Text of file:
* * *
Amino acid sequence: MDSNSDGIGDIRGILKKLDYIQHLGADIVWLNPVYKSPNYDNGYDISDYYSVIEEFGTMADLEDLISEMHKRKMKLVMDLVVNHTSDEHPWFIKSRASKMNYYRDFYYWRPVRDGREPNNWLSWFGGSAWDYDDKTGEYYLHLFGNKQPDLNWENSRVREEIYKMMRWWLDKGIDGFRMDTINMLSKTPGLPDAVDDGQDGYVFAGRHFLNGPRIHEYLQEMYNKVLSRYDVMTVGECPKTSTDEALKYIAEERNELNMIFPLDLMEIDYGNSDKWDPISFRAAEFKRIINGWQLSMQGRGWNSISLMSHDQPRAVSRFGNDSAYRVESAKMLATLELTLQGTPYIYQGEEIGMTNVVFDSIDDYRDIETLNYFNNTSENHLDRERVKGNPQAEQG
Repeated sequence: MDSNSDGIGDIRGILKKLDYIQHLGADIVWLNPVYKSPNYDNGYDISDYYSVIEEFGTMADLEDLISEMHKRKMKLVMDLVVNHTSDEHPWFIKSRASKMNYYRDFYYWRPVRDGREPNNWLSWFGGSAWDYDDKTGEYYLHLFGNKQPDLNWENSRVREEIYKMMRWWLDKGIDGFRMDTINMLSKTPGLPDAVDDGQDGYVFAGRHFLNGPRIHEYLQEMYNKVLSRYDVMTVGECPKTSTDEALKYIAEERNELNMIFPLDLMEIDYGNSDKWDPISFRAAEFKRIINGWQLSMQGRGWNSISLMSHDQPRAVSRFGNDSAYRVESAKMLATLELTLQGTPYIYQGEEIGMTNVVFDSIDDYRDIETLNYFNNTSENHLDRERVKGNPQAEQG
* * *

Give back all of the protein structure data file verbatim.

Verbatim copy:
Amino acid sequence: MDSNSDGIGDIRGILKKLDYIQHLGADIVWLNPVYKSPNYDNGYDISDYYSVIEEFGTMADLEDLISEMHKRKMKLVMDLVVNHTSDEHPWFIKSRASKMNYYRDFYYWRPVRDGREPNNWLSWFGGSAWDYDDKTGEYYLHLFGNKQPDLNWENSRVREEIYKMMRWWLDKGIDGFRMDTINMLSKTPGLPDAVDDGQDGYVFAGRHFLNGPRIHEYLQEMYNKVLSRYDVMTVGECPKTSTDEALKYIAEERNELNMIFPLDLMEIDYGNSDKWDPISFRAAEFKRIINGWQLSMQGRGWNSISLMSHDQPRAVSRFGNDSAYRVESAKMLATLELTLQGTPYIYQGEEIGMTNVVFDSIDDYRDIETLNYFNNTSENHLDRERVKGNPQAEQG
Repeated sequence: MDSNSDGIGDIRGILKKLDYIQHLGADIVWLNPVYKSPNYDNGYDISDYYSVIEEFGTMADLEDLISEMHKRKMKLVMDLVVNHTSDEHPWFIKSRASKMNYYRDFYYWRPVRDGREPNNWLSWFGGSAWDYDDKTGEYYLHLFGNKQPDLNWENSRVREEIYKMMRWWLDKGIDGFRMDTINMLSKTPGLPDAVDDGQDGYVFAGRHFLNGPRIHEYLQEMYNKVLSRYDVMTVGECPKTSTDEALKYIAEERNELNMIFPLDLMEIDYGNSDKWDPISFRAAEFKRIINGWQLSMQGRGWNSISLMSHDQPRAVSRFGNDSAYRVESAKMLATLELTLQGTPYIYQGEEIGMTNVVFDSIDDYRDIETLNYFNNTSENHLDRERVKGNPQAEQG